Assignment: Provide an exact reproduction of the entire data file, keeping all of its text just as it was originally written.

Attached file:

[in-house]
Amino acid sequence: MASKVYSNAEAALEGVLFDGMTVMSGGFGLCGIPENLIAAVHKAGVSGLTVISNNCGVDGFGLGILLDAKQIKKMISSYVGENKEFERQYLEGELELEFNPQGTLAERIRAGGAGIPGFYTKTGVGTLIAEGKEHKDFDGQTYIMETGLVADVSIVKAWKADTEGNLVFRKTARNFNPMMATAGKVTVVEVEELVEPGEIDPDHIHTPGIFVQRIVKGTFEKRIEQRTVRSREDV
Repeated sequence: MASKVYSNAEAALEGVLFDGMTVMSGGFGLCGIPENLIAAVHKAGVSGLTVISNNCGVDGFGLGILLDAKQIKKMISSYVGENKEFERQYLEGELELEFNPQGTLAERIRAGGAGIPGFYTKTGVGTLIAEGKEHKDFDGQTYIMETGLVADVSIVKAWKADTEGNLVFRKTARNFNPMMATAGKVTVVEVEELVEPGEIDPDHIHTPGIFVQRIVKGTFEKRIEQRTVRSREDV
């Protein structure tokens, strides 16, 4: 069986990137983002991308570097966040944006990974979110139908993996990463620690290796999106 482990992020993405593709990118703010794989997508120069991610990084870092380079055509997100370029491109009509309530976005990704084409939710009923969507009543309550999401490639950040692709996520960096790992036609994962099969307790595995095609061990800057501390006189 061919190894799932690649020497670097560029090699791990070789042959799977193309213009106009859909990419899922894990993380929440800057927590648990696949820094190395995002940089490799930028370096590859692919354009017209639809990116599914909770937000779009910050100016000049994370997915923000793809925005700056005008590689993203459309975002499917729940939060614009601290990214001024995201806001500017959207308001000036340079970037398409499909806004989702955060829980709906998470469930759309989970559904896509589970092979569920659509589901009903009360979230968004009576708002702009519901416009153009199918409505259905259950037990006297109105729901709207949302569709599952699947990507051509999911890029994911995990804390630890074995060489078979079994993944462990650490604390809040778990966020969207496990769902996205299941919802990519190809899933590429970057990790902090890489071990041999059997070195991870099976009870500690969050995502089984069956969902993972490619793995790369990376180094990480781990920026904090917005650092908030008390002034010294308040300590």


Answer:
[in-house]
Amino acid sequence: MASKVYSNAEAALEGVLFDGMTVMSGGFGLCGIPENLIAAVHKAGVSGLTVISNNCGVDGFGLGILLDAKQIKKMISSYVGENKEFERQYLEGELELEFNPQGTLAERIRAGGAGIPGFYTKTGVGTLIAEGKEHKDFDGQTYIMETGLVADVSIVKAWKADTEGNLVFRKTARNFNPMMATAGKVTVVEVEELVEPGEIDPDHIHTPGIFVQRIVKGTFEKRIEQRTVRSREDV
Repeated sequence: MASKVYSNAEAALEGVLFDGMTVMSGGFGLCGIPENLIAAVHKAGVSGLTVISNNCGVDGFGLGILLDAKQIKKMISSYVGENKEFERQYLEGELELEFNPQGTLAERIRAGGAGIPGFYTKTGVGTLIAEGKEHKDFDGQTYIMETGLVADVSIVKAWKADTEGNLVFRKTARNFNPMMATAGKVTVVEVEELVEPGEIDPDHIHTPGIFVQRIVKGTFEKRIEQRTVRSREDV
């Protein structure tokens, strides 16, 4: 069986990137983002991308570097966040944006990974979110139908993996990463620690290796999106 482990992020993405593709990118703010794989997508120069991610990084870092380079055509997100370029491109009509309530976005990704084409939710009923969507009543309550999401490639950040692709996520960096790992036609994962099969307790595995095609061990800057501390006189 061919190894799932690649020497670097560029090699791990070789042959799977193309213009106009859909990419899922894990993380929440800057927590648990696949820094190395995002940089490799930028370096590859692919354009017209639809990116599914909770937000779009910050100016000049994370997915923000793809925005700056005008590689993203459309975002499917729940939060614009601290990214001024995201806001500017959207308001000036340079970037398409499909806004989702955060829980709906998470469930759309989970559904896509589970092979569920659509589901009903009360979230968004009576708002702009519901416009153009199918409505259905259950037990006297109105729901709207949302569709599952699947990507051509999911890029994911995990804390630890074995060489078979079994993944462990650490604390809040778990966020969207496990769902996205299941919802990519190809899933590429970057990790902090890489071990041999059997070195991870099976009870500690969050995502089984069956969902993972490619793995790369990376180094990480781990920026904090917005650092908030008390002034010294308040300590």